Yeah I realize that was a mistake - going by what he thought he had strung his rackets at (it had been awhile) and comparing stringmeter readings I thought it would be close. Went a bit lower because I definitely don't want higher than I have now (highest in hot summer) and if I were wrong (as I clearly was) I can use the lower tension in fall/winter.
Also I think the common narrative about how crappy dropweights are (more ways to lose tension) overrode the common sense that a constant pull would produce a tighter stringbed.

^^ long winded way to say I'm dumb! :whistle:
 

brownbearfalling

Hall of Fame
I can’t believe you used a klippermate for that long. I learned on one but instantly switched.

Great purchase. At that price the machine is worth it. I used a machine that had those Babolat star 5 copy clamps and they worked well for me. I would advise to give a thorough cleaning/ lubing and calibrate the tensioner.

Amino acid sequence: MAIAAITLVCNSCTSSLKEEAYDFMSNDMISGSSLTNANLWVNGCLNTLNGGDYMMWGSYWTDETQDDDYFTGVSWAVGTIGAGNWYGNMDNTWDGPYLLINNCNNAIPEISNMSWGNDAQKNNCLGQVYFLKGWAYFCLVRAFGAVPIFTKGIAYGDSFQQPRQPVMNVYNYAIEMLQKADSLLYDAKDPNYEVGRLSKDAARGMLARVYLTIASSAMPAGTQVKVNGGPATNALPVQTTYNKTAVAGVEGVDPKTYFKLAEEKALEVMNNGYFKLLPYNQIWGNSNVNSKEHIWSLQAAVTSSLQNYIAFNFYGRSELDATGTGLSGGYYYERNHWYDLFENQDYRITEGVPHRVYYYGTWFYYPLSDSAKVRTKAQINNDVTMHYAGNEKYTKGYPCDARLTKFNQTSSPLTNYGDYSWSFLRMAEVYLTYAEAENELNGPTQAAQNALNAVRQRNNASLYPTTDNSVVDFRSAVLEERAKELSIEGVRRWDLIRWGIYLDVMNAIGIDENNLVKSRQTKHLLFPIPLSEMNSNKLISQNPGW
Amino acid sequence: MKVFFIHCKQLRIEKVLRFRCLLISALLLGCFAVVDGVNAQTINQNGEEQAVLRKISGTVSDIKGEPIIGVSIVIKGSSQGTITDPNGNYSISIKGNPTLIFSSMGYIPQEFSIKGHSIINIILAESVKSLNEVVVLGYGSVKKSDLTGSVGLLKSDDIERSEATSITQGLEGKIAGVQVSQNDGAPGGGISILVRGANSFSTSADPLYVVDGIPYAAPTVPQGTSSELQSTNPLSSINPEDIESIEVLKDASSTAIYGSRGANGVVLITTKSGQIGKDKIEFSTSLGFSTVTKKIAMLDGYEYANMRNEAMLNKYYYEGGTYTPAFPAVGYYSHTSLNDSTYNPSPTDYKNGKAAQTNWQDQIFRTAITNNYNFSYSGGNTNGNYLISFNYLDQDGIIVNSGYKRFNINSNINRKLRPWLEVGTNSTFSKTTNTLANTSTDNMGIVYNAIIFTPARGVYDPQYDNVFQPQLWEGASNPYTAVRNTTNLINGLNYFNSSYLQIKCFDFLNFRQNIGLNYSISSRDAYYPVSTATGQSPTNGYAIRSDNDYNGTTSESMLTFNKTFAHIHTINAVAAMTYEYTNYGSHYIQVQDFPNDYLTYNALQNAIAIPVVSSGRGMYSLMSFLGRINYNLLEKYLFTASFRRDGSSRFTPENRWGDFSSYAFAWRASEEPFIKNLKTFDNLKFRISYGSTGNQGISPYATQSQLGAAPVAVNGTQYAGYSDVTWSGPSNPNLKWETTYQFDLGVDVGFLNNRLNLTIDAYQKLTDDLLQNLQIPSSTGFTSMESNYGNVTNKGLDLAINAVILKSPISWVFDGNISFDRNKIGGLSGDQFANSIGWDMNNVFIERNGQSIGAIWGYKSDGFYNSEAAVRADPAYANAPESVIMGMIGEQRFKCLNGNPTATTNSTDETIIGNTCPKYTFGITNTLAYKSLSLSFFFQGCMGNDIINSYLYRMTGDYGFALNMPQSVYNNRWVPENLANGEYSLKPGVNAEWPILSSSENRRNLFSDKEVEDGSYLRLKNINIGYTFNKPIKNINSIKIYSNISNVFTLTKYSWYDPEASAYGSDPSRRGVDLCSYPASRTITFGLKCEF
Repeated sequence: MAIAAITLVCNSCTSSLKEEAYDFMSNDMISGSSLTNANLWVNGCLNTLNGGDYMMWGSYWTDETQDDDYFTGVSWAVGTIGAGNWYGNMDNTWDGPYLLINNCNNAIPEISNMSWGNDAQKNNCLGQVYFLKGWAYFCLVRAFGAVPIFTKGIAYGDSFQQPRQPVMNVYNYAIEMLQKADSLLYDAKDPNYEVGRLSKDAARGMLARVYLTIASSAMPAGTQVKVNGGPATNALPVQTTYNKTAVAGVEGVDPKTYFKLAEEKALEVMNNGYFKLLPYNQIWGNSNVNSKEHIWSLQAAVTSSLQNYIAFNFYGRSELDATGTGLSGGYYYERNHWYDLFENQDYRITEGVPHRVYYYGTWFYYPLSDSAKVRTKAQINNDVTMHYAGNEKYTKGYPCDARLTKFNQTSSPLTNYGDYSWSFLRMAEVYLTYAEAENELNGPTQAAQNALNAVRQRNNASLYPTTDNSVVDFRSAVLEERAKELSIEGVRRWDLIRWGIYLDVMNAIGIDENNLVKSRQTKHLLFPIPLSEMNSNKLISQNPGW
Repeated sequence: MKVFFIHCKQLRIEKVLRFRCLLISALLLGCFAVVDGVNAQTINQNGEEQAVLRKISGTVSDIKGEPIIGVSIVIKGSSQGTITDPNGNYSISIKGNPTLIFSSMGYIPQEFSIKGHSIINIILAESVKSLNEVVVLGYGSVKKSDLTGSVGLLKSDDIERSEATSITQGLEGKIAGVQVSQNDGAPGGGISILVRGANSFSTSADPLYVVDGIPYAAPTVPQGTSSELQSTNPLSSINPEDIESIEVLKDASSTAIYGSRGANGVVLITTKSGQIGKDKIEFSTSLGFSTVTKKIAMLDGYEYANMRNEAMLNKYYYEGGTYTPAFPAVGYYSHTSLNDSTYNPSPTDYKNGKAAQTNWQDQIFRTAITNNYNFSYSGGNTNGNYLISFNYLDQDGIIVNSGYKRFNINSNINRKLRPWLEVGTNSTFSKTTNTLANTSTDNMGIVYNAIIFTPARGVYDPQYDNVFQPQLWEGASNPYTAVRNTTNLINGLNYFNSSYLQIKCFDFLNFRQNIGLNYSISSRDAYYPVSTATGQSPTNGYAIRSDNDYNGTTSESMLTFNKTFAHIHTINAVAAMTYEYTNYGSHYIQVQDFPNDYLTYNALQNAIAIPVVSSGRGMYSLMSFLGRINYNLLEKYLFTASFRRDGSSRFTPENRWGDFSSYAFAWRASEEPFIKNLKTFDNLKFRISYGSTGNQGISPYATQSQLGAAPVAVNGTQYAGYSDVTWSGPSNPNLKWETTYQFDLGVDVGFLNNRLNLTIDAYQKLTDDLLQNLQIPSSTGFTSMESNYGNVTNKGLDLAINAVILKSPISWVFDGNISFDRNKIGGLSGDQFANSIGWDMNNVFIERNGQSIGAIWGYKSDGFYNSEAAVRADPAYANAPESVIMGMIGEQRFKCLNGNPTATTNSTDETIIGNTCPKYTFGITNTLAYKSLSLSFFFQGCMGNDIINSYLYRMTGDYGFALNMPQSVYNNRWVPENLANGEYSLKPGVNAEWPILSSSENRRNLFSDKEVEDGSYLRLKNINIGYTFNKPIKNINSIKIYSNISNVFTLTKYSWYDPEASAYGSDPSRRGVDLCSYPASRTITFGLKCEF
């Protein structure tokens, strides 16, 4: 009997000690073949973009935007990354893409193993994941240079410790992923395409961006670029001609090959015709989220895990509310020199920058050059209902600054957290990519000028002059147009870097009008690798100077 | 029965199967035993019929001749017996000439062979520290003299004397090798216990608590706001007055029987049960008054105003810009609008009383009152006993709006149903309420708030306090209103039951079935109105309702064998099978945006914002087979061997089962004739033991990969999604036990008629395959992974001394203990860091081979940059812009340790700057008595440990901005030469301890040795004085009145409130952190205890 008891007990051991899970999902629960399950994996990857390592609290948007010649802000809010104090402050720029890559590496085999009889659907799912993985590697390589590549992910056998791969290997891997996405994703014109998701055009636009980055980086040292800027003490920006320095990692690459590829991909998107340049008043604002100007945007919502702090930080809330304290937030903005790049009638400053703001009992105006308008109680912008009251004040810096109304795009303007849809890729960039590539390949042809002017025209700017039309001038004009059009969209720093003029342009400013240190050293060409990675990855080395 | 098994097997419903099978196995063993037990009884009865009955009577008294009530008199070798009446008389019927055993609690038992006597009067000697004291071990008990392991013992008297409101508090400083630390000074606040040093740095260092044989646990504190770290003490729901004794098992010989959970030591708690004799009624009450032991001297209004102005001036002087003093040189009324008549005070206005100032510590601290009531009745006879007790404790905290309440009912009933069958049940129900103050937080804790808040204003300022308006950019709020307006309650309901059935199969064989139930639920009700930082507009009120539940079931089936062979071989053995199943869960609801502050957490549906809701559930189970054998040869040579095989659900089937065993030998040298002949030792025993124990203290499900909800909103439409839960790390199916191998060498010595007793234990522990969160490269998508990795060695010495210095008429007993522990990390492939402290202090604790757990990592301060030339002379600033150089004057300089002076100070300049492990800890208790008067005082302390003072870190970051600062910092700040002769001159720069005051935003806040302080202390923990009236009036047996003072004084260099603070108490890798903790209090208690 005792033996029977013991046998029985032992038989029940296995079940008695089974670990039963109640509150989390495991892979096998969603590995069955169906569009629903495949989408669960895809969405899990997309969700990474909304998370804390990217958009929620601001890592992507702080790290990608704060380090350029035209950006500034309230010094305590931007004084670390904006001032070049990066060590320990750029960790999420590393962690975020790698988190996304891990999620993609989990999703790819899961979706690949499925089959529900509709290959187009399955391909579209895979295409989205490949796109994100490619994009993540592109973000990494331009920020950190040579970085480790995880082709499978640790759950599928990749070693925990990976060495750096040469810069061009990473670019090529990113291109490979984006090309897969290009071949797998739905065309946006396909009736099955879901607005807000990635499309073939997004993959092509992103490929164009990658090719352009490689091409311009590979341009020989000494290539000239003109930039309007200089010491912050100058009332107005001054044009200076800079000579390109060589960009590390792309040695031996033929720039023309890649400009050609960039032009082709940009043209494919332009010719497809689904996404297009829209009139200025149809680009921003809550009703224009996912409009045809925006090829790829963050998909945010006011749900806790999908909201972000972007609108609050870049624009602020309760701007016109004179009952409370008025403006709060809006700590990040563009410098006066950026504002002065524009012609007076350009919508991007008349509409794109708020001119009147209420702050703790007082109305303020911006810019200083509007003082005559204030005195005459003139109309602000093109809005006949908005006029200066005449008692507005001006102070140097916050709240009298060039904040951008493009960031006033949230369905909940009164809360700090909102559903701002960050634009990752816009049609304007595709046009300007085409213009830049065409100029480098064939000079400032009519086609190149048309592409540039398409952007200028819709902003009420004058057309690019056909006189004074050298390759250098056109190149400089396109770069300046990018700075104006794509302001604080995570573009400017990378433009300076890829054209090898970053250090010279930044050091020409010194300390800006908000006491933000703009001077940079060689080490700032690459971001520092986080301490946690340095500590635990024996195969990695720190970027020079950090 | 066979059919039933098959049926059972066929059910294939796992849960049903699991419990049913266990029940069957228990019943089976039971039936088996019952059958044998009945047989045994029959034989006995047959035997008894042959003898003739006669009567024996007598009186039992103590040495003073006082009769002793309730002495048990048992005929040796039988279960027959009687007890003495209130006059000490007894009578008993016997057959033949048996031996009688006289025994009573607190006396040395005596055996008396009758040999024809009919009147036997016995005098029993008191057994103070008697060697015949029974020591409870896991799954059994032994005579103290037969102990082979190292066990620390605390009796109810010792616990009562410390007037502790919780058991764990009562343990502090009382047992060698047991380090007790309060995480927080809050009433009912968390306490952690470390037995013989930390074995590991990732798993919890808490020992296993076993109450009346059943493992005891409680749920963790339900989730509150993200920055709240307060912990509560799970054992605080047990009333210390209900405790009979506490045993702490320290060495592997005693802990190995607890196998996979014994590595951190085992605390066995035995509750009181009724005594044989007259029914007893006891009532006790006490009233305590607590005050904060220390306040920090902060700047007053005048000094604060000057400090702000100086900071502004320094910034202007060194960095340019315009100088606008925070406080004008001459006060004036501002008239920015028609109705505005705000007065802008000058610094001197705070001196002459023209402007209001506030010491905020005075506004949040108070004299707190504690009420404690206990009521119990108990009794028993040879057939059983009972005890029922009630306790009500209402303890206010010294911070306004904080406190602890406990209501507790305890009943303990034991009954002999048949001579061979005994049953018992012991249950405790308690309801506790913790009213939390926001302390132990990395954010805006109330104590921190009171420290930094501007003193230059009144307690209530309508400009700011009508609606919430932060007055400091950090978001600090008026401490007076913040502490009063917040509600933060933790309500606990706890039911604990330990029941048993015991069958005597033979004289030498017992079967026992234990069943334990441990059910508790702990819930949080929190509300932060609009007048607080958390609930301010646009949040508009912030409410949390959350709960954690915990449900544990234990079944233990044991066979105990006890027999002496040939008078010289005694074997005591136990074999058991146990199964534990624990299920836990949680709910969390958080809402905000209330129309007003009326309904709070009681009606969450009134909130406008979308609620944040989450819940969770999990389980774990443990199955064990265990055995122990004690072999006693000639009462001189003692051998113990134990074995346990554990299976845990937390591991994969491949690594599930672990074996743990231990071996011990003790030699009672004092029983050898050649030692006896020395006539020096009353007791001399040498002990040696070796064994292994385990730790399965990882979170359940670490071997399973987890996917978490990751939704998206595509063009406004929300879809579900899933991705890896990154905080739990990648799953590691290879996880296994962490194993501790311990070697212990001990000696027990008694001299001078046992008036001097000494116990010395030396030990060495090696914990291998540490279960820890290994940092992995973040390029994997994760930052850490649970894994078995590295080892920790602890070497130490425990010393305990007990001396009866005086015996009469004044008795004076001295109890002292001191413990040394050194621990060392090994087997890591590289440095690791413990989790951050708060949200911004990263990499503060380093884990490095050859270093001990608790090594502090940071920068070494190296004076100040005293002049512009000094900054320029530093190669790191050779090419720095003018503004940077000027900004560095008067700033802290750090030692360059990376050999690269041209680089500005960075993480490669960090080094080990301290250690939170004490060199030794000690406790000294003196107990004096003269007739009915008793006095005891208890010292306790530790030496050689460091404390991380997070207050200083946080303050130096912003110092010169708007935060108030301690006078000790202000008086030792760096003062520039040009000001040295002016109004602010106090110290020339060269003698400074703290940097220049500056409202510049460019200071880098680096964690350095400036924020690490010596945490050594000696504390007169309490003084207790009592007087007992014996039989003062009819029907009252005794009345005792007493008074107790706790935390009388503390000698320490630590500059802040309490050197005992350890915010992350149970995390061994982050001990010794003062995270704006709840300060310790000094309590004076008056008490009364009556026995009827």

When I had an eagnas the biggest issue I faced was the turntable would wobble. So when tension was pulled the racquet would wobble toward the tensioner. There was no way to secure it down. Just poor craftsmanship and design. All in all the machine still worked and did it’s job.
 

struggle

Legend
$250 was a good deal for this machine. Enjoy, I had the same machine for awhile back (Eagnas branded), it was perfectly functional.

If you need parts, beware....Victor at Eagnas is not easy to deal with. And never mention that you bought the machine second hand (used).
Otherwise, you should be ok. Deal with the female there and you are better off.
 

norcal

Legend
Strung one of my newer rackets last night, bumped up the tension to match the Klip. It's nice to be having 'fun' again while stringing.

This weekend I will clean and lube it and calibrate the tension. Everything works well but the glide bars are a bit sticky - will a bit of silicone lubricant do the trick or should I use a different type?

I can’t believe you used a klippermate for that long. I learned on one but instantly switched.
Ha I was a broke college student when I bought it ($119? $129?) and I strung a ton for friends etc. Then I just strung for myself and a couple friends so I never really thought about upgrading. I figure I must have strung close to 1500 frames on that thing! Took it everywhere, even strung on the beach!